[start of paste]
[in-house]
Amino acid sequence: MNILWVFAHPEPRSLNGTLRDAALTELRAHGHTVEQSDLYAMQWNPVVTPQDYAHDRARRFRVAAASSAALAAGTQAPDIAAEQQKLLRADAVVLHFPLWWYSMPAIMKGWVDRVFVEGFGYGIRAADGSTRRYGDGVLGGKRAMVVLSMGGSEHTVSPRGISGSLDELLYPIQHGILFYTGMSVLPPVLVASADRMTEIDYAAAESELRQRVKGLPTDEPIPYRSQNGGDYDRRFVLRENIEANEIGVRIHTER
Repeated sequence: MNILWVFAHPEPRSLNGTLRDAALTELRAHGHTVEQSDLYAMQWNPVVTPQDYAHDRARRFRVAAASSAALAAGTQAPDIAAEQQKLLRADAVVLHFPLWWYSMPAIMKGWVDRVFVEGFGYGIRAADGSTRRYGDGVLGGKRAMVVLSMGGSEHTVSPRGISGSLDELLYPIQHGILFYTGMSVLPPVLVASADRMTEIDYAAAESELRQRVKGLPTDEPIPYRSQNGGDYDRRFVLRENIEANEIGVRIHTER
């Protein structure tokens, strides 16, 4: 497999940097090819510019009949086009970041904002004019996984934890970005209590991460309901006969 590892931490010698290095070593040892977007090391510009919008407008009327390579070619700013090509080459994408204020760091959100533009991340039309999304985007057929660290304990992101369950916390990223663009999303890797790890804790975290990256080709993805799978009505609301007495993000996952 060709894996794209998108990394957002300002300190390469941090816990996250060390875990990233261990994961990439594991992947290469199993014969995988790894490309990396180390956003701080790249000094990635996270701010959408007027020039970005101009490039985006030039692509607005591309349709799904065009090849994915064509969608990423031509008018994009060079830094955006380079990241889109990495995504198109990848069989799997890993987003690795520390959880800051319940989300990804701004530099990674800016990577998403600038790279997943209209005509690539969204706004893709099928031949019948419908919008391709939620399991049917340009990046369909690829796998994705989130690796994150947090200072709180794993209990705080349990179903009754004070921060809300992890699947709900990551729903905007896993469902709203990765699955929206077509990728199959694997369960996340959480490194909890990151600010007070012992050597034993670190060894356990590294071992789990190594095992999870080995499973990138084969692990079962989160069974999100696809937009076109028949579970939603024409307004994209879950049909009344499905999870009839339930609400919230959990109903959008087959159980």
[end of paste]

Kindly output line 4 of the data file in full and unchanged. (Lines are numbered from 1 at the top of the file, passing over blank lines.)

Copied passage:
């Protein structure tokens, strides 16, 4: 497999940097090819510019009949086009970041904002004019996984934890970005209590991460309901006969 590892931490010698290095070593040892977007090391510009919008407008009327390579070619700013090509080459994408204020760091959100533009991340039309999304985007057929660290304990992101369950916390990223663009999303890797790890804790975290990256080709993805799978009505609301007495993000996952 060709894996794209998108990394957002300002300190390469941090816990996250060390875990990233261990994961990439594991992947290469199993014969995988790894490309990396180390956003701080790249000094990635996270701010959408007027020039970005101009490039985006030039692509607005591309349709799904065009090849994915064509969608990423031509008018994009060079830094955006380079990241889109990495995504198109990848069989799997890993987003690795520390959880800051319940989300990804701004530099990674800016990577998403600038790279997943209209005509690539969204706004893709099928031949019948419908919008391709939620399991049917340009990046369909690829796998994705989130690796994150947090200072709180794993209990705080349990179903009754004070921060809300992890699947709900990551729903905007896993469902709203990765699955929206077509990728199959694997369960996340959480490194909890990151600010007070012992050597034993670190060894356990590294071992789990190594095992999870080995499973990138084969692990079962989160069974999100696809937009076109028949579970939603024409307004994209879950049909009344499905999870009839339930609400919230959990109903959008087959159980």